As of 2020, the members of the Hamilton Board of County Commissioners are Denise Driehaus, Stephanie Summerow Dumas, and Alicia Reece.
Since 1963, the Board has employed an administrator to run the day-to-day operations of the county; the current administrator is Jeffrey Aluotto.Other elected officers include Dusty Rhodes (Auditor), Joe Deters (Prosecutor), Charmaine McGuffey (Sheriff), Eric Beck (Engineer), Scott Crowley (Recorder), Robert Goering (Treasurer), and Lakshmi Sammarco (Coroner).
As of 2021, the elected Common Pleas Court include: Judge Jody Luebbers, Judge Lisa Allen, Judge Jennifer Branch, Judge Wende Cross, Judge Leslie Ghiz, Judge Robert Goering, Judge Tom Heekin, Judge Christian Jenkins, Judge Charles Kubicki, Judge Melba Marsh, Judge Terry Nestor, Judge Robert Ruehlman, Judge Nicole Sanders, Judge Megan Shanahan, Judge Alan Triggs, and Judge Christopher Wagner.
Hamilton County historically elected Republican candidates in national elections, but has trended Democratic in recent years. In 2008, Barack Obama was the first Democratic presidential candidate to win the county since 1964. The county continued to lean Democratic, voting for Obama again in 2012 and for Democratic candidate Hillary Clinton in 2016. In fact, it was one of the few counties in Ohio to swing toward the Democrats in 2016 even as the state as a whole had swung toward the Republicans. In the 2018 midterm elections, with the election of Democrat Stephanie Summerow Dumas, the Hamilton County Board of Commissioners was entirely Democratic for the first time ever.Democrats had previously regained majority control of the Board of Commissioners in 2016 with the election of Denise Driehaus. In 2019, longtime Democratic Commissioner Todd Portune announced his resignation from the Board due to health problems. Portune's Chief of Staff, Victoria Parks, was appointed to serve the remainder of his term (through the November 2020 general election). With Parks' appointment, the Board of Commissioners became for the first time all-female and majority Black. In the November 2020 election, Democrat Alicia Reece was elected to fill Parks' seat, thereby retaining the Board's status as all-female and majority Black.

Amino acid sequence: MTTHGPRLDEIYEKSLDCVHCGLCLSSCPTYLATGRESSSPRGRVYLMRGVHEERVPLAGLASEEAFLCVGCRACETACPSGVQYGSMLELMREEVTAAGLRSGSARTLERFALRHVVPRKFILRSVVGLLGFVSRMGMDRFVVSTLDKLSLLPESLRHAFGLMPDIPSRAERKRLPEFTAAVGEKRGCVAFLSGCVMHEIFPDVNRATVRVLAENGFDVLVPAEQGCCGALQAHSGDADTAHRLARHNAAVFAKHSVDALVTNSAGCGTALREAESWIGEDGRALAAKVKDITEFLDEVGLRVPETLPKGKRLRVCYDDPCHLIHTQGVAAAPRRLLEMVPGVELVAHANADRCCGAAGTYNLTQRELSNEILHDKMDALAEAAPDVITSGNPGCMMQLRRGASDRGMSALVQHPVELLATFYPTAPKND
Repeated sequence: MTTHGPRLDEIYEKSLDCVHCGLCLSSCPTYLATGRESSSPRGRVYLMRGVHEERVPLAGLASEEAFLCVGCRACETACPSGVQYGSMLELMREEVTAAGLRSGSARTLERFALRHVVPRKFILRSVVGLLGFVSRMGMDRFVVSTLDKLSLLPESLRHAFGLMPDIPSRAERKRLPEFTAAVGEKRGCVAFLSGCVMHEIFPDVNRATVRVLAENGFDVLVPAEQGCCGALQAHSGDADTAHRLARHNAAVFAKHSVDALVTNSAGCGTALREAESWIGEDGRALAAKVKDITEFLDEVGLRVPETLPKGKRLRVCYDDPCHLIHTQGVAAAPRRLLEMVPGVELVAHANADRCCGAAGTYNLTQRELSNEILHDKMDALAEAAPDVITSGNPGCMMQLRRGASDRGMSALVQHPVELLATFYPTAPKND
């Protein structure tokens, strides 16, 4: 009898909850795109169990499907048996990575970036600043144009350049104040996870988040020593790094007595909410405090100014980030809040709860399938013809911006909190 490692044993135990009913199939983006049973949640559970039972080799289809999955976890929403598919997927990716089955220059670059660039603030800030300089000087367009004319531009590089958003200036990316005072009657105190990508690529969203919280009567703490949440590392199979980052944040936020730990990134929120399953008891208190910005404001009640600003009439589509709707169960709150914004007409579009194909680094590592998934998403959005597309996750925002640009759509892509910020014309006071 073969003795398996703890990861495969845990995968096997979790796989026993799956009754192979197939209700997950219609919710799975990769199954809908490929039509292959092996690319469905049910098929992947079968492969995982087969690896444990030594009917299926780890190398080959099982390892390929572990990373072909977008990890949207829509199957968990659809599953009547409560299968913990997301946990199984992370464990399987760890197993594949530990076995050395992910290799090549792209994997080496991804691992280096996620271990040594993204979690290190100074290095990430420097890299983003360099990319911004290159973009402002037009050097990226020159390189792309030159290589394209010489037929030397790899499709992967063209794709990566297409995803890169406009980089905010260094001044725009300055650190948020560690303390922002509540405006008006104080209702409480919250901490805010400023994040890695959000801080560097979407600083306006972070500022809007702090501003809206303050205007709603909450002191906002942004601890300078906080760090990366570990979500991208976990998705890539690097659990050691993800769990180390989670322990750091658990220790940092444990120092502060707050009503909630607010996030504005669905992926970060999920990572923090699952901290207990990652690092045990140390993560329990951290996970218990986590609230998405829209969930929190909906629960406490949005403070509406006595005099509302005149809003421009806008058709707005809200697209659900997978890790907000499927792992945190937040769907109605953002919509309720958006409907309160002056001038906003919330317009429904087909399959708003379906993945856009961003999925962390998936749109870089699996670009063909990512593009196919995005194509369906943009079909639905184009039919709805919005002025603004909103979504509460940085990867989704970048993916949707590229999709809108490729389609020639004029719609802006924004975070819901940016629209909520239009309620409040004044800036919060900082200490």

Historically, due to its tight races and its position in the swing state of Ohio, Hamilton County was regarded as a crucial county to win in presidential elections. In 2012, The Washington Post named Hamilton as one of the seven most important counties in the country for that year's election.Time characterized Hamilton County's political scene as "a battle between conservative suburbs and a Democratic urban center, though Cincinnati is one of the most conservative metro areas in the Midwest." These characterizations have become less true in recent years. While many of Cincinnati's western suburbs, like Green and Delhi Townships, continue to strongly support Republican candidates, the city itself and most of its northern suburbs vote strongly Democratic.
Public elementary and secondary education is provided by 22 school districts:
In 2016, Cincinnati Public Schools had 35,000 students, 63% of which were African-American.The county also has a vocational school district, the Great Oaks Institute of Technology and Career Development. Parochial schools of various denominations add to this base. Among these the Roman Catholic Archdiocese of Cincinnati maintains a system of 108 elementary and 22 secondary schools, the ninth largest private system in the United States.
Interstate 71, Interstate 74, Interstate 75, Interstate 471 and Interstate 275 serve the county. The Norwood Lateral and Ronald Reagan Cross County Highway are also prominent east–west thoroughfares in the county.
CSX Transportation, Norfolk Southern, RailAmerica, and Amtrak.